So far as monetary policy is concerned, the proposals in the Treasury paper are unlikely to win support, since they would not secure the benefits to be expected from monetary union and a common currency. There is no guarantee that competition between currencies would in fact result in `more or less fixed exchange rates'. What might well happen is that a clear league table of currencies would be established, in which holders of the currencies most likely to depreciate would be compensated by higher interest rates. That is how the EMS works now, and the Treasury proposals for making capital more mobile could simply reinforce the existing pattern. Competition between currencies could even result in `competitive' interest rate increases.

The Treasury paper seems to contemplate a kind of competition between currencies which has featured in recent academic debate, but which is seldom observed in practice. In circumstances of very high and variable inflation rates it is true that a shift into the use of foreign currencies for domestic transactions can be observed; this happens now for example in Poland on a significant scale. It is very difficult to imagine it happening in Britain or elsewhere in Western Europe in the foreseeable future.

There is, moreover, a great difference between a system of `more or less fixed exchange rates' and a monetary union. A monetary union removes altogether one major uncertainty inhibiting trade and capital flows between member countries. That uncertainty and the inhibition will remain so long as any possibility remains that currencies will be realigned. It is, of course, in precisely the circumstances when realignment is attractive to Governments that a monetary union provides the reassurance ordinary traders would like to have. This is true even if the Treasury is right in arguing that there will be a continuing tendency for realignments to become less frequent.

The paper refers to the evidence of convergence of inflation rates already taking place within the existing EMS. But the experience of France and Italy for example in recent years has been influenced by the growing possibility of a move to monetary union, as well as by the dismantling of exchange controls. If the Community now took a decision to halt the process at the end of Stage One, or to stretch out the timetable into the remote future, the process of convergence could be set back. It must surely make some difference to behaviour, not only in financial markets, whether the final aim is understood to be monetary union or not. To that extent it would be helpful if Governments took decisions now about the future of the system beyond Stage One, even if those decisions will not be implemented for some time.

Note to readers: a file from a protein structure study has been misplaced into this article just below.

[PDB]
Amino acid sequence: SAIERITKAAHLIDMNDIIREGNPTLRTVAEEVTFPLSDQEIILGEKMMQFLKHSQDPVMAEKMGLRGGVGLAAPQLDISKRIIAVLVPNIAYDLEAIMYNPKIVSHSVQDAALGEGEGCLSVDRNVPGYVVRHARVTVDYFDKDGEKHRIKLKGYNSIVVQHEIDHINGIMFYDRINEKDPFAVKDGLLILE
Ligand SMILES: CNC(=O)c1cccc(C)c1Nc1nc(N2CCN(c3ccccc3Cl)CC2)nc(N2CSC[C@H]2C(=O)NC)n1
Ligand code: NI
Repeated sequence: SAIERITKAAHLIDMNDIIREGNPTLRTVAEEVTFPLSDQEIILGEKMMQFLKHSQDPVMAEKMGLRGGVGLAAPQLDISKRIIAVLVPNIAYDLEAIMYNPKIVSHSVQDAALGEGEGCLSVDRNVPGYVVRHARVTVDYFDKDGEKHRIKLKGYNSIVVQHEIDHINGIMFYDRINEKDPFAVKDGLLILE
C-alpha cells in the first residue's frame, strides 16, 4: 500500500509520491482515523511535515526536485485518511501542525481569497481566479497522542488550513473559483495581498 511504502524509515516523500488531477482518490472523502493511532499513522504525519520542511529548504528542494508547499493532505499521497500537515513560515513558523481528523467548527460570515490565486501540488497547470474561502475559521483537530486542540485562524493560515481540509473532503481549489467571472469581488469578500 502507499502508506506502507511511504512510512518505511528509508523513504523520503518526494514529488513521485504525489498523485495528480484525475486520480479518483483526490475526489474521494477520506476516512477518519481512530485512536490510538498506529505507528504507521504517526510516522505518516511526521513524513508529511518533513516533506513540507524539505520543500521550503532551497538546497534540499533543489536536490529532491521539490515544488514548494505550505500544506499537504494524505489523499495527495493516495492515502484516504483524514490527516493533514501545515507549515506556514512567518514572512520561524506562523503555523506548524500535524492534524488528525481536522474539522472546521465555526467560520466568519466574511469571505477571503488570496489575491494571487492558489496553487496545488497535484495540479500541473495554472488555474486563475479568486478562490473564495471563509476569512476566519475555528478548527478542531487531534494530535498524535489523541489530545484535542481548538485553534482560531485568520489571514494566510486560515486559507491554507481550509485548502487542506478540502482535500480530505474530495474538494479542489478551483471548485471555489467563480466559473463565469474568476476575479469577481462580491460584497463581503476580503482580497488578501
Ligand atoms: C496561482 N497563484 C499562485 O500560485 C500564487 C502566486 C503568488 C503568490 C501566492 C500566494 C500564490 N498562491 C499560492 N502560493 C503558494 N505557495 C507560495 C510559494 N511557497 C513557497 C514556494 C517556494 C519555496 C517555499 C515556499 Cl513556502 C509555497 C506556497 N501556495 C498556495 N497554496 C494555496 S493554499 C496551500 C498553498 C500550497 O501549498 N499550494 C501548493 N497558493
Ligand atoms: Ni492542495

There is another important difference between the proposals of the UK Treasury and a true monetary union. In a monetary union the use of a common currency would facilitate trade by eliminating the cost and inconvenience of transactions in the exchange markets. The Treasury proposals actually involve a greater use of a variety of different currencies, and hence involve greater cost and inconvenience for individual traders. As with any issue of standardisation the benefits of using a particular currency depend on the number of other users with whom one expects to do business. There is thus an `externality' argument for policy intervention to bring about the use of the same currency by many traders. This is a common benefit which will not necessarily be realised as a result of market forces. (If one were to follow the route suggested by the Treasury paper, there might be a case for official encouragement of the use of the ECU in all countries rather than the use of a multiplicity of different units.)

We feel, however, that the Treasury counter-proposals miss the essential point of a monetary union. We would judge, moreover, that their critique of the Delors Report will in practice prove ineffective. It would have been better to address constructively the real political difficulties which monetary union involves. Clearly some arrangement is required for the political accountability of the central banking system which would be responsible for the common monetary policy of the Community.

The Treasury paper says that the only acceptable solution would be to create a Treasury on a European scale. That is not a widely-shared view. A balance has to be struck between the need for independence, and the enhanced `credibility' that goes with it, on the one hand, and the ultimate responsibility of any central bank to the democracy it serves on the other. The way these issues have been resolved in the UK is not necessarily the best model for Europe. On the contrary the constitution of the Bundesbank or that of the Federal Reserve System in America is much more likely to be the starting point.

The EC Social Charter

The British Government appears to be in a minority of one in opposing the draft Charter of Fundamental Social Rights drawn up by the European Commission. The Charter is a statement of general principles, which, if it is adopted, will be followed by more explicit legislation or agreements at community level, or within the individual member states. The British Government's objections are of two kinds: that the Community is seeking to extend its authority into areas which are not properly its concern; and that the proposed approach to social policy is inimical to the free market.

It is inevitable that the creation of a single European market should have implications for the labour market as well as for the markets for capital or for goods and services. Some of the clauses in the draft Charter may be included for no reason except that the member states share some common social values or ideals. Most of the clauses, however, can be attributed to one or other of two issues that properly concern the regulation of economic relations between the states. The first issue is labour mobility and the migration of workers within the Community. The second is the effect of relative labour costs in the different member states on their competitiveness in trade. In our view these are both issues that need to be addressed at a European level, and the Commission was right to bring forward proposals for consideration that address them.